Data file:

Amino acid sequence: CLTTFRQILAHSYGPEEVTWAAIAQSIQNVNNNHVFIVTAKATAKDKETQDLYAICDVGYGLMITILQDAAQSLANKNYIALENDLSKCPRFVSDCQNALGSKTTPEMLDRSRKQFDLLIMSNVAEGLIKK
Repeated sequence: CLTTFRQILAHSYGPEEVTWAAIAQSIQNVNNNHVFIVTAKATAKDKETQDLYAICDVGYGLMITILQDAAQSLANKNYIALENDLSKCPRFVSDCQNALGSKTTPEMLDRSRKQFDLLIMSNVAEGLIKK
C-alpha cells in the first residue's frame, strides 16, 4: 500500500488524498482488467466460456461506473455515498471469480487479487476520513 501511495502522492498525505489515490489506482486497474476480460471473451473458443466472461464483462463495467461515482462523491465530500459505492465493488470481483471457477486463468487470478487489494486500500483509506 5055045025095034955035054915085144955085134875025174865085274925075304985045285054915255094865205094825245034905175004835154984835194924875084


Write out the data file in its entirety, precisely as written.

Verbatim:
Amino acid sequence: CLTTFRQILAHSYGPEEVTWAAIAQSIQNVNNNHVFIVTAKATAKDKETQDLYAICDVGYGLMITILQDAAQSLANKNYIALENDLSKCPRFVSDCQNALGSKTTPEMLDRSRKQFDLLIMSNVAEGLIKK
Repeated sequence: CLTTFRQILAHSYGPEEVTWAAIAQSIQNVNNNHVFIVTAKATAKDKETQDLYAICDVGYGLMITILQDAAQSLANKNYIALENDLSKCPRFVSDCQNALGSKTTPEMLDRSRKQFDLLIMSNVAEGLIKK
C-alpha cells in the first residue's frame, strides 16, 4: 500500500488524498482488467466460456461506473455515498471469480487479487476520513 501511495502522492498525505489515490489506482486497474476480460471473451473458443466472461464483462463495467461515482462523491465530500459505492465493488470481483471457477486463468487470478487489494486500500483509506 5055045025095034955035054915085144955085134875025174865085274925075304985045285054915255094865205094825245034905175004835154984835194924875084